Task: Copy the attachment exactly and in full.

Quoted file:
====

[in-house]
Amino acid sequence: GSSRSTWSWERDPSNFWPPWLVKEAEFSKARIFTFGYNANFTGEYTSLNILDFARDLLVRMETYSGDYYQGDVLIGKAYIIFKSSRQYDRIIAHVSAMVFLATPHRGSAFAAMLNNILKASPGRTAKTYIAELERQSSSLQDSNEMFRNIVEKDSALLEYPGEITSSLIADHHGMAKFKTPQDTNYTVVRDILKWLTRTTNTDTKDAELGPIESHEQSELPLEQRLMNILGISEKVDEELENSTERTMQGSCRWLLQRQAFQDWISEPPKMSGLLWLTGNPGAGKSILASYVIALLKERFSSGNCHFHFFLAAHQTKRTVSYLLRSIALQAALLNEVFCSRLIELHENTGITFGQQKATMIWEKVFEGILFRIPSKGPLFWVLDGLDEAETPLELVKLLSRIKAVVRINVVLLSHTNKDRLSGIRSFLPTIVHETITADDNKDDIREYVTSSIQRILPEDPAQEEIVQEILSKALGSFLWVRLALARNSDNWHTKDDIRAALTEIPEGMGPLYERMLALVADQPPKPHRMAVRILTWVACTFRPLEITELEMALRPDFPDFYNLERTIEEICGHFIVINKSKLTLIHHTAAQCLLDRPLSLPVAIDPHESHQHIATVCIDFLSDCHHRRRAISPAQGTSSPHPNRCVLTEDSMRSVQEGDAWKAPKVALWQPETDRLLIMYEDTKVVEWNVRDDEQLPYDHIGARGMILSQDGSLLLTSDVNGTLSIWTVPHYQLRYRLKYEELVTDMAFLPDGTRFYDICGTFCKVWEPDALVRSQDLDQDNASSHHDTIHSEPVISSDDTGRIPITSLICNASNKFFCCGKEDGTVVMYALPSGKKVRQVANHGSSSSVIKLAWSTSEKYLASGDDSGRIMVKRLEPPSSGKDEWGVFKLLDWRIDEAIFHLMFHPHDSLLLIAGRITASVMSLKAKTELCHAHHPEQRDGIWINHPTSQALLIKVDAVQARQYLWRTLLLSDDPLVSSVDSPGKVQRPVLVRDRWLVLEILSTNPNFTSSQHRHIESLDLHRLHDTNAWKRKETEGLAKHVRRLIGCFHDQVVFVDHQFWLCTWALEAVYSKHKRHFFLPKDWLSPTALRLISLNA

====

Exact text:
[in-house]
Amino acid sequence: GSSRSTWSWERDPSNFWPPWLVKEAEFSKARIFTFGYNANFTGEYTSLNILDFARDLLVRMETYSGDYYQGDVLIGKAYIIFKSSRQYDRIIAHVSAMVFLATPHRGSAFAAMLNNILKASPGRTAKTYIAELERQSSSLQDSNEMFRNIVEKDSALLEYPGEITSSLIADHHGMAKFKTPQDTNYTVVRDILKWLTRTTNTDTKDAELGPIESHEQSELPLEQRLMNILGISEKVDEELENSTERTMQGSCRWLLQRQAFQDWISEPPKMSGLLWLTGNPGAGKSILASYVIALLKERFSSGNCHFHFFLAAHQTKRTVSYLLRSIALQAALLNEVFCSRLIELHENTGITFGQQKATMIWEKVFEGILFRIPSKGPLFWVLDGLDEAETPLELVKLLSRIKAVVRINVVLLSHTNKDRLSGIRSFLPTIVHETITADDNKDDIREYVTSSIQRILPEDPAQEEIVQEILSKALGSFLWVRLALARNSDNWHTKDDIRAALTEIPEGMGPLYERMLALVADQPPKPHRMAVRILTWVACTFRPLEITELEMALRPDFPDFYNLERTIEEICGHFIVINKSKLTLIHHTAAQCLLDRPLSLPVAIDPHESHQHIATVCIDFLSDCHHRRRAISPAQGTSSPHPNRCVLTEDSMRSVQEGDAWKAPKVALWQPETDRLLIMYEDTKVVEWNVRDDEQLPYDHIGARGMILSQDGSLLLTSDVNGTLSIWTVPHYQLRYRLKYEELVTDMAFLPDGTRFYDICGTFCKVWEPDALVRSQDLDQDNASSHHDTIHSEPVISSDDTGRIPITSLICNASNKFFCCGKEDGTVVMYALPSGKKVRQVANHGSSSSVIKLAWSTSEKYLASGDDSGRIMVKRLEPPSSGKDEWGVFKLLDWRIDEAIFHLMFHPHDSLLLIAGRITASVMSLKAKTELCHAHHPEQRDGIWINHPTSQALLIKVDAVQARQYLWRTLLLSDDPLVSSVDSPGKVQRPVLVRDRWLVLEILSTNPNFTSSQHRHIESLDLHRLHDTNAWKRKETEGLAKHVRRLIGCFHDQVVFVDHQFWLCTWALEAVYSKHKRHFFLPKDWLSPTALRLISLNA